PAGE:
Children have a reputation as the best second-language learners. Language learning, in fact, comes naturally to many of them. If you teach English as a second language to children, take advantage of their strengths and work with their proclivity to learn a second language. See that your class provides a comfortable learning environment and emphasises oral work and communication. Make learning fun by an eclectic approach that addresses their individual interests and learning styles.
Maintain an accepting, cooperative environment so students feel at ease learning English. Education author D. Scott Enright also suggests making their cultures and customs a part of the lesson to make them more comfortable.
Emphasise listening, especially for beginners. Children normally learn their first language by listening before they speak; they also learn oral language before writing. Don't be dismayed if some children hesitate or even refuse to speak at first. Language acquisition author Stephen Krashen states that a silent period is normal whether a child is learning her first or second language. You can elicit nonverbal participation instead. For example, ask children to point to objects in the room as you name them. Use action games like "Head and shoulders knees and toes" or "Simon says." Your students will make the motions first and speak or sing later.
Give students a lot of practice in speaking in a variety of communicative activities. Have them use English to accomplish tasks both in the classroom and outside. For example, set up a play grocery or clothing store where some students are clerks and others are customers, or give them questionnaires or surveys for classroom and community use.
Allow children to learn grammar naturally, through using the language. Grammar does not need to be a special focus of instruction, especially for younger children. Correct their mistakes as a parent corrects a child learning the first language, however.
When you teach reading, combine a variety of techniques. Teach phonics, or the sounds of the letters, with basal readers as a necessary part of the curriculum, but add language experience and literature as well. In language experience, students tell their own stories to a scribe---usually the teacher at first. Then they learn to read their own stories. A literature approach at the elementary level introduces folk tales and children's poems to keep the lessons interesting and lively.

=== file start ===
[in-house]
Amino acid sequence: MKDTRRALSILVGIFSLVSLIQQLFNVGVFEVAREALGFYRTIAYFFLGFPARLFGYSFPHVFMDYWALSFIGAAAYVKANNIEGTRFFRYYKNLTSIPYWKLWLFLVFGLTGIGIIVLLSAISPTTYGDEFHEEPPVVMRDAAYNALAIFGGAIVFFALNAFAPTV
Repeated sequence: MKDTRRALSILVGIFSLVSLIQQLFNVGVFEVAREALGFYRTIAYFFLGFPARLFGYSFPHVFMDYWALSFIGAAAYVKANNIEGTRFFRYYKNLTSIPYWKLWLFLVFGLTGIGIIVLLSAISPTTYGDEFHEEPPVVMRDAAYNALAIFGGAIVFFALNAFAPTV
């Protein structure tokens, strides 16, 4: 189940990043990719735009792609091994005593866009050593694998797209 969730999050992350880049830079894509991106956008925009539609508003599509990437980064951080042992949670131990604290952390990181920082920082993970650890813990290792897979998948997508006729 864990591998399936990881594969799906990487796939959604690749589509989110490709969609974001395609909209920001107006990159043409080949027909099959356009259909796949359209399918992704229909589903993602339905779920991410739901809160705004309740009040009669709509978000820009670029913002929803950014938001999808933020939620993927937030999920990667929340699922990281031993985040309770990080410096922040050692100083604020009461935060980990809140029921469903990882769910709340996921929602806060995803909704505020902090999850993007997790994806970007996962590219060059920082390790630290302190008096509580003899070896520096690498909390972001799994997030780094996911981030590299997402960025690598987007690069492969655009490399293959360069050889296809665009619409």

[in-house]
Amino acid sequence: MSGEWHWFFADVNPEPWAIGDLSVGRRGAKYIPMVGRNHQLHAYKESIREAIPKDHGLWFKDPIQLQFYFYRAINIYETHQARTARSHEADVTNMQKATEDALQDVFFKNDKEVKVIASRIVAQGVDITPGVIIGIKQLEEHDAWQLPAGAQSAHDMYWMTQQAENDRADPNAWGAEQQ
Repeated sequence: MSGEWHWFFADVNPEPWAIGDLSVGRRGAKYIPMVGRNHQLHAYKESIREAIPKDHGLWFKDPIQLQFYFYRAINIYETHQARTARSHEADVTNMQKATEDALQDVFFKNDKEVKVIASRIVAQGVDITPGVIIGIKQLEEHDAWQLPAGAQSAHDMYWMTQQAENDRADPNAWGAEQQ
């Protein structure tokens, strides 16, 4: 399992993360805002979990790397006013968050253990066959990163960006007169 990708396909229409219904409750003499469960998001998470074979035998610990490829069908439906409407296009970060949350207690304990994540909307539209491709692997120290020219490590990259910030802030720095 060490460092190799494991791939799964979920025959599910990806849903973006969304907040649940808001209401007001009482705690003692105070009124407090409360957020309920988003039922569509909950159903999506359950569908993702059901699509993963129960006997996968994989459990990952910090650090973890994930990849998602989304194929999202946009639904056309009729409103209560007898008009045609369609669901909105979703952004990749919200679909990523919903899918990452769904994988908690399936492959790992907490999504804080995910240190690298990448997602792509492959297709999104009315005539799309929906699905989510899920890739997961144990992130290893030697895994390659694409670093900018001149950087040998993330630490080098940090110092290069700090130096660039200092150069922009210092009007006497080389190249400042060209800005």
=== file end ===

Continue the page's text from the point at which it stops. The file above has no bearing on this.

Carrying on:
Integrate reading and writing with communicative activities that include listening and speaking. Have them write a shopping list for their play store, for example. Ask them to interview family members, write the results and summarise them orally to the class. For example, they could ask friends or family members what they eat for breakfast and lunch.
Keep the lessons relevant to their age, interests and other activities. Relate a lesson to topics in their school subjects, such as science or social studies. Bring in extra-curricular interests such as sports as well.
Remember that children want to play and have fun. Bring the joy of games, songs, toys, puzzles and movement into the ESL classroom. Use video clips and real objects. Have the children put on puppet shows and do role plays. Teach them children's songs, folk songs or easy pop tunes. If you use variety in your lessons and add fun to the ESL classroom, chances are that all of your students will learn English better.
- Clearinghouse on Early Education and Parenting: First- and Second-Language Acquisition in Early Childhood
- "Supporting Children's English language Development"; D Scott Enright in "Teaching English"; Marianne Celce-Murcia, Editor; 1991
- S.D. Krashen: Principles and Practice in Second Language Acquisition
- "Teaching Children to Read in a Second Language"; Barbara Hawkins; in "Teaching English"; Marianne Celce-Murcia, Editor; 1991